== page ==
Same old sad song
In the midst of raging dengue epidemics, the cry goes out throughout the lands of the Caribbean, "Let us spray!" And there goes forth the word from ministries of health that the whole world should be sprayed and their sprayers wend their way through the lands of Barbados, Jamaica, Trinidad, and elsewhere.
And they drag forth vehicles that make noises and send out fumes and vapours so that the faithful would know that the ministries of health are interested in their health and are saving their lives. And the birds of the air and the fishes of the lake are set upon and they fall by the wayside, whereas the mosquitoes continue to thrive.
The faithful, their windows closed against the toxic substances, praise those on high for heeding their pleas for help. The Aedes aegypti mosquitoes, safe inside the houses, especially the larvae and little ones in vases and flower pots, with no Herods in sight, live happily ever after. And the faithful continue to indulge in their sprayers until the wet season ends, and they, too, live happily until the next rains cometh. For such is life. And such is death. Especially the death of children from dengue haemorrhagic fever.
This was then. This is now, before Zika and before climate change modified our weather patterns, so instead of one dry season and one wet season - which we knew as cricket and football season - there are several periods per year of heavy rainfall followed by drought. This means there are many mosquito-breeding periods instead of just one extended wet season per year.
Every year, we go through the same cycle of bored indifference by the health sector and householders during the dry season, sudden interest on the part of householders when there is a fresh epidemic, pressure on the ministers of health after the mosquitoes start biting, frantic resort to spraying and assurances all round.
In the old days, the wet season ended with only a few dengue and related deaths, but now the situation is different. Zika is the game-changer. All ministries of health, and all medical officers of health, know that the best means of dealing with Aedes is source reduction of mosquitoes. This means not providing them with breeding places and ensuring that you keep the larvae from hatching.
The health-sector officials know that the sprays are ineffective. However, they resort to the same fallback hope that when the rainy season ends and the dry season starts, deaths would be minimal. But we now have sporadic heavy showers, and every time there is a big one, the mosquitoes outside breed again and again. Those inside your house, Aedes and its family, live with and dine off you. They lived happily before and continue ever after.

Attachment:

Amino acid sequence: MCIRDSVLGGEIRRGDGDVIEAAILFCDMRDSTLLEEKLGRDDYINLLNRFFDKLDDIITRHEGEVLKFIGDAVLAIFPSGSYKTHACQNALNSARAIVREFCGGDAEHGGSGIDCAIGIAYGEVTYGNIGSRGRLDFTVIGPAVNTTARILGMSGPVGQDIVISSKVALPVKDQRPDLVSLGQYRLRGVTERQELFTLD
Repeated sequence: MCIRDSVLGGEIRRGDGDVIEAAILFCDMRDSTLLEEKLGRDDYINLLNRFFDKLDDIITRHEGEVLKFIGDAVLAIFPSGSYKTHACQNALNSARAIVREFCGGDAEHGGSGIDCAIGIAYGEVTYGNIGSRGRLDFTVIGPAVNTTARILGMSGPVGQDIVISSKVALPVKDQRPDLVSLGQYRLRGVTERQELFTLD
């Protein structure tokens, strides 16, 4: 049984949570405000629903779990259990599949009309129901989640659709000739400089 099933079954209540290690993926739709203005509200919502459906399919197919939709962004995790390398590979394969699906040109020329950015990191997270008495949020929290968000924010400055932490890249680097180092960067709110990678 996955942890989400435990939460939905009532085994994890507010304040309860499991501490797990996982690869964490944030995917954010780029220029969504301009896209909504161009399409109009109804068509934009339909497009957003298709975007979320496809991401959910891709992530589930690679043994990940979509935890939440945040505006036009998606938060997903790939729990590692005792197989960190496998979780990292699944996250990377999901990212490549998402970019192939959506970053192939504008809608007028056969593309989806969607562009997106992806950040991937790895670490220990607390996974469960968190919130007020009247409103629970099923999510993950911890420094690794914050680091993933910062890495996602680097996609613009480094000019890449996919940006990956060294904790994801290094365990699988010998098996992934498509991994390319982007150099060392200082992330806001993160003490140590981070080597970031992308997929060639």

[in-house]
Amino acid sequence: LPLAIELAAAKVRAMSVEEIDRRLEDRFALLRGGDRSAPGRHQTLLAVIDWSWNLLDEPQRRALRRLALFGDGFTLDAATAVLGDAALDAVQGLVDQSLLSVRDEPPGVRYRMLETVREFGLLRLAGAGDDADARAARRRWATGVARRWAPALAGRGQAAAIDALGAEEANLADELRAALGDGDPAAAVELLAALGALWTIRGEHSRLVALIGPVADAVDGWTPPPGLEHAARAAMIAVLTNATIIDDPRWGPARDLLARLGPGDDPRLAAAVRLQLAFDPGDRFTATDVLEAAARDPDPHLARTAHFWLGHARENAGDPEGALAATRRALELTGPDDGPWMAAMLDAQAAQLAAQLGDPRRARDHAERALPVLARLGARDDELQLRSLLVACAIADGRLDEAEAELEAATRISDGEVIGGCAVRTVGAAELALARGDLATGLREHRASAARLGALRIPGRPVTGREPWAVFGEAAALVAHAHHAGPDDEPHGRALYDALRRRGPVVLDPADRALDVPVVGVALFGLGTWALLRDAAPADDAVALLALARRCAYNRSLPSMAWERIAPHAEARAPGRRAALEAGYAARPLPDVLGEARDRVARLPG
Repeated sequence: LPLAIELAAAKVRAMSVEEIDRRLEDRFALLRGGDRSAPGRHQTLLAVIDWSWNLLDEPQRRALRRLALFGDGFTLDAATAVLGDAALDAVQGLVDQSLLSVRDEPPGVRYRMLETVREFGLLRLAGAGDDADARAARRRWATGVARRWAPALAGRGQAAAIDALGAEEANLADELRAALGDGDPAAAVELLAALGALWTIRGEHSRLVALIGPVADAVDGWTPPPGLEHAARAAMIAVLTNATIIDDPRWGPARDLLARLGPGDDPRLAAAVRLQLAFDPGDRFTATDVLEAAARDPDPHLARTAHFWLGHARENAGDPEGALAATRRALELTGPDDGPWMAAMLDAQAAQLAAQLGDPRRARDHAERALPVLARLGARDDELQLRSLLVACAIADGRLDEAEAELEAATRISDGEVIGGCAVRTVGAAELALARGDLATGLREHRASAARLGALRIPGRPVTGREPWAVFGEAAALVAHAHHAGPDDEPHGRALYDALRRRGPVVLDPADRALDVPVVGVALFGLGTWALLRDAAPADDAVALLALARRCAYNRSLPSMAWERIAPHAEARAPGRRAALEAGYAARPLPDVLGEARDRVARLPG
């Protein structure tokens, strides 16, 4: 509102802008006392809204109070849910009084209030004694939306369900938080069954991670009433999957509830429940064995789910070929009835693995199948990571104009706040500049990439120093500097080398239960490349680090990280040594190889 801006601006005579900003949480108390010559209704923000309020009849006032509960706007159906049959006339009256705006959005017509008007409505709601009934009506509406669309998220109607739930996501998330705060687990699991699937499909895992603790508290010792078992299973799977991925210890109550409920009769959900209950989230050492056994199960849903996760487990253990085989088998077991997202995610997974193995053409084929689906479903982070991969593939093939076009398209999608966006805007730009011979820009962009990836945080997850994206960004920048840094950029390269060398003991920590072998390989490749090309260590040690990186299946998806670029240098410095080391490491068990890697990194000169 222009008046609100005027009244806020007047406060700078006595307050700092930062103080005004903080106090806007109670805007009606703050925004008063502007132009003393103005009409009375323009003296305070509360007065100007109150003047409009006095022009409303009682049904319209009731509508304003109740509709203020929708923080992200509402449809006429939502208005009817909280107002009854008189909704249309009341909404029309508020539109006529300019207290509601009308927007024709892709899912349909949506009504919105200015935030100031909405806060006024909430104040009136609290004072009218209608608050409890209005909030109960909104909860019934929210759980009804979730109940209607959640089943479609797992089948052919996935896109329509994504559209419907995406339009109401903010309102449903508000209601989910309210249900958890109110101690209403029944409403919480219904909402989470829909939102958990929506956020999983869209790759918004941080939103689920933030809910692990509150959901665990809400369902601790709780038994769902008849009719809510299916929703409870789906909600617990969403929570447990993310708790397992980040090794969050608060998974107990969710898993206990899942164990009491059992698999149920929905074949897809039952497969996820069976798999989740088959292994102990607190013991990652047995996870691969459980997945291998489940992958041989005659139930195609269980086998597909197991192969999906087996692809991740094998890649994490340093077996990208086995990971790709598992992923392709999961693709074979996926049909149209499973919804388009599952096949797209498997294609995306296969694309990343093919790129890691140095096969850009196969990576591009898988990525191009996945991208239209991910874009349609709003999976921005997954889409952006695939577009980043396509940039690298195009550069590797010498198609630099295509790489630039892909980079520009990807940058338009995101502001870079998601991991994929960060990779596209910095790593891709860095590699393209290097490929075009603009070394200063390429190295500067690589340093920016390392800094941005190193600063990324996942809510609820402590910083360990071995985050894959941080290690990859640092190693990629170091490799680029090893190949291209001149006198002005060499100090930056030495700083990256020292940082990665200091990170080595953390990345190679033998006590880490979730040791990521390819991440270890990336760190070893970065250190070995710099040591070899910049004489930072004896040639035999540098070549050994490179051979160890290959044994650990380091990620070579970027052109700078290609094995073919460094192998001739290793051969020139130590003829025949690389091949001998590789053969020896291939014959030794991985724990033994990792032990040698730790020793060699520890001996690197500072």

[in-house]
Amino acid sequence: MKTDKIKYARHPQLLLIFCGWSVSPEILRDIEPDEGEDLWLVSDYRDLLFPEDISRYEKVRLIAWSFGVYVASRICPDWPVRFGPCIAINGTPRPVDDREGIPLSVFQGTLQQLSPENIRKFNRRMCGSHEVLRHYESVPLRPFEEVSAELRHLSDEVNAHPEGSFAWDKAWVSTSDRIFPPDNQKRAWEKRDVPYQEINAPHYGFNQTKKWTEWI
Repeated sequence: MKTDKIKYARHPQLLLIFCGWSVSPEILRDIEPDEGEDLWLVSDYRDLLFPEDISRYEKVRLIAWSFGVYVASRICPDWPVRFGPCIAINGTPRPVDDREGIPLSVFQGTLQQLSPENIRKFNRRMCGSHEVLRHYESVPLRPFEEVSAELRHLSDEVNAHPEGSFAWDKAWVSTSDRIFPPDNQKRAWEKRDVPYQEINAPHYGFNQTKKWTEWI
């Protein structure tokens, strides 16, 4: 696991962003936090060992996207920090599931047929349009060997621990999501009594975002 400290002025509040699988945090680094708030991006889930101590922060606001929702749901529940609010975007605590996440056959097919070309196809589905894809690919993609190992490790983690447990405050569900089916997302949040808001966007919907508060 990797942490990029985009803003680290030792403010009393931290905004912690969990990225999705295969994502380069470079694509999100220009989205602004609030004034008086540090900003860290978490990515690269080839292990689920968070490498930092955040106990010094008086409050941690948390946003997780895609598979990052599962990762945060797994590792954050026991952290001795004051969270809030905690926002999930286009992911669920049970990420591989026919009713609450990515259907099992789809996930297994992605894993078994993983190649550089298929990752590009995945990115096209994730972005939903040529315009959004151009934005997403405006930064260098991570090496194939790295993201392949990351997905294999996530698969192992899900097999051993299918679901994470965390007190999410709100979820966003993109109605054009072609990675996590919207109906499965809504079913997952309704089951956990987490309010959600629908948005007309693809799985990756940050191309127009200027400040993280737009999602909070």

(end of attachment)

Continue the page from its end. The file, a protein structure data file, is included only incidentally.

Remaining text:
I thought of all this as I lay shivering, my skin burning up with dengue fever. Dengue makes it very difficult to eat anything. Dengue does not seem to like you to eat, attacking your salivary glands and taste buds, mugging them into submission. This was many years ago when, after four nights with dengue, my condition necessitated more professional assistance.
I told my wife it was like the story of the butler of the rural English Lord who, on awakening his master one morning, discovered much cause for celebration. "Shall I summon Madam for you, your Lordship?" he asked smoothly.
"No, dammit James, this one is too good for Madam," His Lordship replied. "Pack my bags, I'm taking it up to London."
I checked myself into the hospital and, after waiting vainly for assistance, was about ready to check myself out. Dengue and patience do not go together. It is a virus that wages a relentless attack on your system. It feels like a gang of juvenile delinquents armed with chainsaws and blow torches prowling your estate for anything that could be chopped down, slaughtered and destroyed.
There is constant pain behind the eyes and in the joints. Some muscles, even the large frontal thigh muscles, become cramped and virtually useless. The tablets buy a little time and space in the ongoing drama of pain, but as the hours pass, the pain returns in waves and the fever once more tops the hit parade.
Dengue is appropriately called 'break-bone' fever by my Jamaican friends. It leaves you 'mash-up' for periods up to three weeks. In fact, some people take much longer to recover from its effects. Aedes albopictus, which, among its many accomplishments spreads DIKA, is a scary bastard. When I was at PAHO and involved in a 16-country 'source reduction' project, we had been warned about it and passed on our fears to the region. Unfortunately, the people paid for vector control never did anything.
One way to beat dengue and other mosquito-borne diseases is by not succumbing to depression induced by the combination of the disease and the medication. It can get you down after a while. The other is not bothering with the health ministers and dealing with your own source reduction knowing that family health is everybody's business. In my case, I appreciated the irony.
Having spent seven years throughout the Caribbean teaching people how to prevent dengue, I found it an interesting experience to change roles from hunter to hunted. It is like the story of the Englishman, clad in full hunting outfit and armed with a rifle who stumbled on to a totally naked lady in the forest. "What are you doing?" she asked. "I'm looking for game," he replied. "Well, I'm game," she admitted. So he shot her.
n Tony Deyal was last seen saying that with all the games the health officials are playing with people's lives, what we need in the Caribbean is not more spray but more big game hunters.